Learn more about working with Quintiles.

Why partner with Quintiles?   +

  • We’ve worked with tens of thousands of clinical research sites worldwide since 1982
  • We helped to develop or commercialize all of the top 50 best-selling biotechnology products or compounds of 2013
  • We’ve supported the development of biosimilars for more than 10 different originator biologics including monoclonal antibodies
  • We established Biosimilars Knowledge Connect in 2012 to educate and engage investigators in biosimilar research
References   +

1. World Health Organization 2013. International Agency for Research on Cancer. Press Release no. 223: Latest world cancer statistics. Global cancer burden rises to 14.1 million new cases in 2012: Marked increase in breast cancers must be addressed. http://www.iarc.fr/en/media-centre/pr/2013/pdfs/pr223_E.pdf. Accessed 12 November 2014.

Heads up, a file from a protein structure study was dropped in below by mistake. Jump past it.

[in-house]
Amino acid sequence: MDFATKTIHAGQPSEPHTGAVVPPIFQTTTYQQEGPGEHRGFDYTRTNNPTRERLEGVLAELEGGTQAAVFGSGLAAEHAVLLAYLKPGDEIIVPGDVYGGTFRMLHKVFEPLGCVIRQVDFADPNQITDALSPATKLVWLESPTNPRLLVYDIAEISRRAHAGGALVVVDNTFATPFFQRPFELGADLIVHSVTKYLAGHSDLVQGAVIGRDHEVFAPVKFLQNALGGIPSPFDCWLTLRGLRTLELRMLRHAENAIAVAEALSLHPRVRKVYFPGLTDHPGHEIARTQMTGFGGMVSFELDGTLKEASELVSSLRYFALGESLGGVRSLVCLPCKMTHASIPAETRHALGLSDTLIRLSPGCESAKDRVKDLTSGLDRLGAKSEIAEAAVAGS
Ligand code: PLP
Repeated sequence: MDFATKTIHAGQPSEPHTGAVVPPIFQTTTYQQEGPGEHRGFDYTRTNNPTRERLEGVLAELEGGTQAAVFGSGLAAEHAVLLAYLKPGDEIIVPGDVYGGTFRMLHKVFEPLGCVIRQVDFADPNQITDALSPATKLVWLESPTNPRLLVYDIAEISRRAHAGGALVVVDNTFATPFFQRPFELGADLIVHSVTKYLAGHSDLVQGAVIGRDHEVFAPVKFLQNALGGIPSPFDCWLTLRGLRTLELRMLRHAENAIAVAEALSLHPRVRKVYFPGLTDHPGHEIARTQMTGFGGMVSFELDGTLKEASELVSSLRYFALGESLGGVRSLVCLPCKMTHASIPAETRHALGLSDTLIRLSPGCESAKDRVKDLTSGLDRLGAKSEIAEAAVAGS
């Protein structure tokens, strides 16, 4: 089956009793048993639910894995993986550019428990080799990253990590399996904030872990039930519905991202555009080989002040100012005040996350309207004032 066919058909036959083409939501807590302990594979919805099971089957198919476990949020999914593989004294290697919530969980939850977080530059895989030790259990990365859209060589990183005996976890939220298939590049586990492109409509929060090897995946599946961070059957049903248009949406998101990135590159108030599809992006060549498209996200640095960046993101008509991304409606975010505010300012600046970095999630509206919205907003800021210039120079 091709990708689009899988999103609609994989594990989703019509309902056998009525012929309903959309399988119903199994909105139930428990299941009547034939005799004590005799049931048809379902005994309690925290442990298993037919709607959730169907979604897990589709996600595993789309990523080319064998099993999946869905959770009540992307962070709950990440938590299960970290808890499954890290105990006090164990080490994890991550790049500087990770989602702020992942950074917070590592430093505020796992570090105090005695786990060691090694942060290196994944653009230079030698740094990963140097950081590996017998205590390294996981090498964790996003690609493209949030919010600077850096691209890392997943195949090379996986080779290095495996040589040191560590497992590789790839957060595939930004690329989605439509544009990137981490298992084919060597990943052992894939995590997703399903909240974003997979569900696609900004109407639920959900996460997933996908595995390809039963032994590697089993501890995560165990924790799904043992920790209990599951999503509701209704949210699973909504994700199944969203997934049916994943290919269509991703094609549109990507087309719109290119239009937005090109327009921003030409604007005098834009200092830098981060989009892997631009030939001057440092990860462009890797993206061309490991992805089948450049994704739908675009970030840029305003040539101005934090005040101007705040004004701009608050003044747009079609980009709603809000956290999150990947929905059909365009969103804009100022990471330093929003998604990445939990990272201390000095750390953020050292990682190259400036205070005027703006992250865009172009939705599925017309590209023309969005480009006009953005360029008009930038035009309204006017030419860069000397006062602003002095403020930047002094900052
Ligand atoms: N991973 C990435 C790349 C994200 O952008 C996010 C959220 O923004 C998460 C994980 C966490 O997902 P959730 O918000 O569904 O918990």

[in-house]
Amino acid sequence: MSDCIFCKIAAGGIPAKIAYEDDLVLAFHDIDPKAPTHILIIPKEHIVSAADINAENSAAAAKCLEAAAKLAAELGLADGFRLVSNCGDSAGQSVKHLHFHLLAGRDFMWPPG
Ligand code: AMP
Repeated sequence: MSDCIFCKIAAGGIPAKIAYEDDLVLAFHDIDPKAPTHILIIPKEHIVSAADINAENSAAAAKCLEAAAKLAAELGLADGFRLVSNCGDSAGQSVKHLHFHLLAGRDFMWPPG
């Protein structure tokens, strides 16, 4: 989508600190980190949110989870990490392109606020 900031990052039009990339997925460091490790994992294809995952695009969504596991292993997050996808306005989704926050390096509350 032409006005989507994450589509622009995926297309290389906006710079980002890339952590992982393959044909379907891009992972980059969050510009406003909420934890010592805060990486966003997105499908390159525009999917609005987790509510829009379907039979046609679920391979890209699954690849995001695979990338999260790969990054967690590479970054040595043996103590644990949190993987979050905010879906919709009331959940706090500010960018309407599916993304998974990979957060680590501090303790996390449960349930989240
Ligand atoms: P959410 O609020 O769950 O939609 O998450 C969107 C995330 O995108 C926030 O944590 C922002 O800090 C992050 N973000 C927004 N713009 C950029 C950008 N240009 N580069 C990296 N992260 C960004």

2. South China Morning Post, 17 November 2013. China could have 1 million lung cancer patients by 2025, experts warn. http://www.scmp.com/news/china-insider/article/1358766/china-could-have-1-million-lung-cancer-patients-2025-experts-warn. Accessed 12 November 2014.
3. Chen W, Zheng R, Zeng H, & Zhang S. The epidemiology of lung cancer in China. J Cancer Biol Res (2014) 2:1043.
4. Medscape, 20 October 2014. Non-small cell lung cancer. http://emedicine.medscape.com/article/279960-overview. Accessed 12 November 2014.
5. American Cancer Society, 12 October 2006. Avastin and lung cancer: can we afford miracles? http://www.cancer.org/aboutus/drlensblog/post/2006/10/12/avastin-and-lung-cancercan-we-afford-miracles.aspx. Accessed 12 November 2014.
6. Malik NN. Biologics: Personalized drugs should cut care costs. Nature (2012) 485:582.